Like pretty much everything in the comfort food category, this city has upped its fried chicken game these past few years, with all sorts of Southern or soul food-style spots popping up alongside the city's OG chicken joints. I made my way through a barnyard's worth of fried chicken platters, boxes, buffets, and fancy-pants entrees, looking for offerings that nailed the balance between crisp skin and juicy meat, not to mention real chicken flavor and that sweet fried taste. And in all cases, the thigh was king. Here are my favorites; as always, leave yours and your rage in the comments.

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(Scott Lynch/Gothamist)


PIES 'N' THIGHS

: The Williamsburg biker bar "pop-up" that pretty much started this whole new fried chicken era back in 2006 has gone through some incarnations: they've been shut down, they moved, they expanded, and just two months ago they opened a bright and friendly new outpost on the Lower East Side. Through it all, they've managed to put out the most consistently terrific fried chicken in town. I tend to alternate between the three-piece "box," ($14.50) which doesn't come in a box but does include a side (any of which are first-rate) and biscuit (upon which you should pour honey); and the fried cutlet biscuit sandwich ($7.50), which arrives drenched in vinegary hot sauce and melty honey butter. Plus, their pie selection is pretty rad.

Pies-n-Thighs is located at 166 South 4th Street between Bedford and Driggs Avenues in Williamsburg, Brooklyn (347-529-6090, piesnthighs.com), and at the LES outpost is on Canal between Ludlow and Orchard (212-431-PIES, piesnthighs.com).

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(Scott Lynch/Gothamist)

BOBWHITE LUNCH AND SUPPER COUNTER: Over on Avenue C, just far enough out of reach from the drunk hordes that roam the East Village, tiny three-year-old Bobwhite Counter serves a tea-brined bird that's simple, salty, and satisfying. And the full fried chicken supper, with salad and jumbo biscuit, is only $11.50, so you can afford to share a side or two and still get that overflowing bowl of pecan pie bread pudding with fresh whipped cream for dessert. Bonus: owner and chef Keedick Coulter, out of Roanoke, Virginia, is committed to using only humanely-raised animals (the pork sandwich is great here, too) and local, sustainable produce.

Bobwhite Counter is located on Avenue C between East 6th and 7th Streets in the East Village (212-228-2972, bobwhitecounter.com).

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(Scott Lynch/Gothamist)


CHARLES' COUNTRY PAN FRIED CHICKEN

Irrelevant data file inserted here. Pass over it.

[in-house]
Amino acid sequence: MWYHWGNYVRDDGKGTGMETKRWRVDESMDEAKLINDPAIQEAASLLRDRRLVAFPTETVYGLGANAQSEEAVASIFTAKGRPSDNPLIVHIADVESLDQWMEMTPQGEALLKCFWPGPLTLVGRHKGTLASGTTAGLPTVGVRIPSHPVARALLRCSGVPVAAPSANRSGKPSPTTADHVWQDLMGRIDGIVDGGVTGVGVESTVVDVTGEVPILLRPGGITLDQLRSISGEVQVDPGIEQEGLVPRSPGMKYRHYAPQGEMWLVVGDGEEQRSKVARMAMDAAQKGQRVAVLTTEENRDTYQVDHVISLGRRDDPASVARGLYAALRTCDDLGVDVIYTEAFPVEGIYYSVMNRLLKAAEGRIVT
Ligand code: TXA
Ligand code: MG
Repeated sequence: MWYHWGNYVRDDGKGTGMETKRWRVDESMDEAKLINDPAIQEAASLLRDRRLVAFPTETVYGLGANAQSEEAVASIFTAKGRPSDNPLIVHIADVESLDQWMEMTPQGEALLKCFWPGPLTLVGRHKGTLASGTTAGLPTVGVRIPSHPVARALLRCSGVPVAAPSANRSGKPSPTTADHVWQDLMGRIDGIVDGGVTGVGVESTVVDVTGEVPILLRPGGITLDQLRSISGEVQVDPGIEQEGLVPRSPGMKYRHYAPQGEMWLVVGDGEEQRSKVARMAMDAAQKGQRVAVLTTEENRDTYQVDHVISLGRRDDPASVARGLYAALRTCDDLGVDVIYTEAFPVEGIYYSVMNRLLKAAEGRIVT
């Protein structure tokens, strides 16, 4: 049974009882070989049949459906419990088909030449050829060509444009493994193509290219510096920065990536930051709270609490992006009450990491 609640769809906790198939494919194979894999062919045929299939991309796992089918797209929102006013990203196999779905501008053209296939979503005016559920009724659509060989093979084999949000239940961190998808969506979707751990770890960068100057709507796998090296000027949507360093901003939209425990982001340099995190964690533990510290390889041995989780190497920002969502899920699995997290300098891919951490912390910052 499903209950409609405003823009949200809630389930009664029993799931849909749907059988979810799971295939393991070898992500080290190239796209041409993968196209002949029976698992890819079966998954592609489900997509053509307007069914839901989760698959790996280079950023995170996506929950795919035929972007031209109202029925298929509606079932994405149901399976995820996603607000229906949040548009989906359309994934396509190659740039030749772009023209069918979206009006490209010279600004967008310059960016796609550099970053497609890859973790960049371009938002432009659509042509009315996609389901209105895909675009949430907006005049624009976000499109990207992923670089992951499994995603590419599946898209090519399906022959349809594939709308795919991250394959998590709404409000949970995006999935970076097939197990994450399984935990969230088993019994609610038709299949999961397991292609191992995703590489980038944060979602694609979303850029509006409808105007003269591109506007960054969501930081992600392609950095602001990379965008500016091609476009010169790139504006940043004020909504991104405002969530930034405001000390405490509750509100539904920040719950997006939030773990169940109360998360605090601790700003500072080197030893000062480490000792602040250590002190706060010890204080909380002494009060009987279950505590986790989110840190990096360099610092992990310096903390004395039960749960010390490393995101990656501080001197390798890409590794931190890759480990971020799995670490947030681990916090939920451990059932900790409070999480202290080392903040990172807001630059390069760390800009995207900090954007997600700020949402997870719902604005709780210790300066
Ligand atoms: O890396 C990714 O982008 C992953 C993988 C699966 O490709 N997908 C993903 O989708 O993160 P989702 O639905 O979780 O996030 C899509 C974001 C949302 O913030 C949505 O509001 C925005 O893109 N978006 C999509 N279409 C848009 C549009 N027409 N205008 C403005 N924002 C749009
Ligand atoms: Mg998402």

: Though his old-school Harlem joint has been around for "only" about 20 years, Charles Gabriel has been pan-frying birds for over six decades, getting his start as a kid in North Carolina and learning all the right secrets from his mother. The man knows what he's doing with the custom-made, four-burner-sized skillet he's got back in the eatery's kitchen. The atmosphere at Charles' is familiar to anyone who lived in pre-Bloomberg/pre-Giuliani NYC—red neon, heat lamps, a loud TV, bathroom through the kitchen, vinyl tablecloths... these sorts of places used to be everywhere. And the chicken is extraordinary: triple-seasoned (note: if you hate salt, don't eat here), juicy-not-greasy and intensely flavored through-and-through. Slap down $11 and you'll get a ton of food. If Charles' was on your block you'd eat here once a week and crave it the other six days.

Charles' Country Pan Fried Chicken is located at 2839 Fredrick Douglass Boulevard between 151st and 152nd Streets in Harlem (212-281-1800).

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(Scott Lynch/Gothamist)

PEACHES HOTHOUSE: I have almost never been so instantly comfortable as when I first walked into Bed-Stuy's Peaches Hothouse. Though it's only about five years old—and part of Ben Grossman and Craig Samuel's Brooklyn empire of Southern-ish restaurants, which include Smoke Joint, Peaches proper and Marietta—it feels like a longtime, family-owned neighborhood spot, with diverse groups of people eschewing the private tables so they can sit at the bar, talking and laughing with each other and with the bartender while they eat. And the chicken here—specifically, the Nashville Style Hot Chicken—is spectacular, fiery and alive, whether ordered Hot or Extra Hot (you can opt for Regular too). Served on a slice of white, with dense cornbread, choice of can't-go-wrong sides, and heat-relieving pickles, this is a large, excellent meal for $13.